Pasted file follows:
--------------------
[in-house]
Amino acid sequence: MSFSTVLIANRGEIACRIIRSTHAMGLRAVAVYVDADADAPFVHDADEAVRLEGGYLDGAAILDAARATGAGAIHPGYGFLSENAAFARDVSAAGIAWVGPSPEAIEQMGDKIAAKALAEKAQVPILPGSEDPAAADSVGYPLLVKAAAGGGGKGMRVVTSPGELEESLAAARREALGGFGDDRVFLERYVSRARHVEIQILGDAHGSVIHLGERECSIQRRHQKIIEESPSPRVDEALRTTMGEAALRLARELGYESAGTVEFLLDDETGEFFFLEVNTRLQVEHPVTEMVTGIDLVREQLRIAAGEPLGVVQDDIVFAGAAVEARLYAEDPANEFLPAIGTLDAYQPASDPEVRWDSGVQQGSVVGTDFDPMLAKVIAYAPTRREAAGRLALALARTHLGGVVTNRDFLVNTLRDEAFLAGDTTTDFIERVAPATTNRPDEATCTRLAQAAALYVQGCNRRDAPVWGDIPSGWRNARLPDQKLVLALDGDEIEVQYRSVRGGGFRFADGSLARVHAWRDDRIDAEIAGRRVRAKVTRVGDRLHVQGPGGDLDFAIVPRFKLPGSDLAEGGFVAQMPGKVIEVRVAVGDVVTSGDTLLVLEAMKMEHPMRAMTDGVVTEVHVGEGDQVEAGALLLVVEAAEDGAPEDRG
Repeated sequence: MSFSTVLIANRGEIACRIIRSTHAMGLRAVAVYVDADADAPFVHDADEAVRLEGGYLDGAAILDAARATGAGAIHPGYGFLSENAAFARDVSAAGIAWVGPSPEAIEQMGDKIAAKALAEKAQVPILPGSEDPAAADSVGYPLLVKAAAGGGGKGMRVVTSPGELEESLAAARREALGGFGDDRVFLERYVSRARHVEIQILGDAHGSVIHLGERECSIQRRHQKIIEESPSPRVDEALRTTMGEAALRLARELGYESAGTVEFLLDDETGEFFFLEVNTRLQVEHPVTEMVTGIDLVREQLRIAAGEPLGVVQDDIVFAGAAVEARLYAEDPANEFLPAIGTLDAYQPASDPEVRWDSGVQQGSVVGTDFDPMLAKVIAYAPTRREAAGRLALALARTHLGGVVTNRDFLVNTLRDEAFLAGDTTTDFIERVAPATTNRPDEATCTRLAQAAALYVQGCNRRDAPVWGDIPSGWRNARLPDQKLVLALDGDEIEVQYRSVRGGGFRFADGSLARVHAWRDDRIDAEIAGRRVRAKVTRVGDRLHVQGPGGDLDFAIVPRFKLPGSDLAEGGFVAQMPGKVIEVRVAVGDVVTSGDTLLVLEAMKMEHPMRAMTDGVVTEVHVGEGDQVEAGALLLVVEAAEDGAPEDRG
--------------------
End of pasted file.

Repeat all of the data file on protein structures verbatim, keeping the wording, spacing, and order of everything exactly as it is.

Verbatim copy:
[in-house]
Amino acid sequence: MSFSTVLIANRGEIACRIIRSTHAMGLRAVAVYVDADADAPFVHDADEAVRLEGGYLDGAAILDAARATGAGAIHPGYGFLSENAAFARDVSAAGIAWVGPSPEAIEQMGDKIAAKALAEKAQVPILPGSEDPAAADSVGYPLLVKAAAGGGGKGMRVVTSPGELEESLAAARREALGGFGDDRVFLERYVSRARHVEIQILGDAHGSVIHLGERECSIQRRHQKIIEESPSPRVDEALRTTMGEAALRLARELGYESAGTVEFLLDDETGEFFFLEVNTRLQVEHPVTEMVTGIDLVREQLRIAAGEPLGVVQDDIVFAGAAVEARLYAEDPANEFLPAIGTLDAYQPASDPEVRWDSGVQQGSVVGTDFDPMLAKVIAYAPTRREAAGRLALALARTHLGGVVTNRDFLVNTLRDEAFLAGDTTTDFIERVAPATTNRPDEATCTRLAQAAALYVQGCNRRDAPVWGDIPSGWRNARLPDQKLVLALDGDEIEVQYRSVRGGGFRFADGSLARVHAWRDDRIDAEIAGRRVRAKVTRVGDRLHVQGPGGDLDFAIVPRFKLPGSDLAEGGFVAQMPGKVIEVRVAVGDVVTSGDTLLVLEAMKMEHPMRAMTDGVVTEVHVGEGDQVEAGALLLVVEAAEDGAPEDRG
Repeated sequence: MSFSTVLIANRGEIACRIIRSTHAMGLRAVAVYVDADADAPFVHDADEAVRLEGGYLDGAAILDAARATGAGAIHPGYGFLSENAAFARDVSAAGIAWVGPSPEAIEQMGDKIAAKALAEKAQVPILPGSEDPAAADSVGYPLLVKAAAGGGGKGMRVVTSPGELEESLAAARREALGGFGDDRVFLERYVSRARHVEIQILGDAHGSVIHLGERECSIQRRHQKIIEESPSPRVDEALRTTMGEAALRLARELGYESAGTVEFLLDDETGEFFFLEVNTRLQVEHPVTEMVTGIDLVREQLRIAAGEPLGVVQDDIVFAGAAVEARLYAEDPANEFLPAIGTLDAYQPASDPEVRWDSGVQQGSVVGTDFDPMLAKVIAYAPTRREAAGRLALALARTHLGGVVTNRDFLVNTLRDEAFLAGDTTTDFIERVAPATTNRPDEATCTRLAQAAALYVQGCNRRDAPVWGDIPSGWRNARLPDQKLVLALDGDEIEVQYRSVRGGGFRFADGSLARVHAWRDDRIDAEIAGRRVRAKVTRVGDRLHVQGPGGDLDFAIVPRFKLPGSDLAEGGFVAQMPGKVIEVRVAVGDVVTSGDTLLVLEAMKMEHPMRAMTDGVVTEVHVGEGDQVEAGALLLVVEAAEDGAPEDRG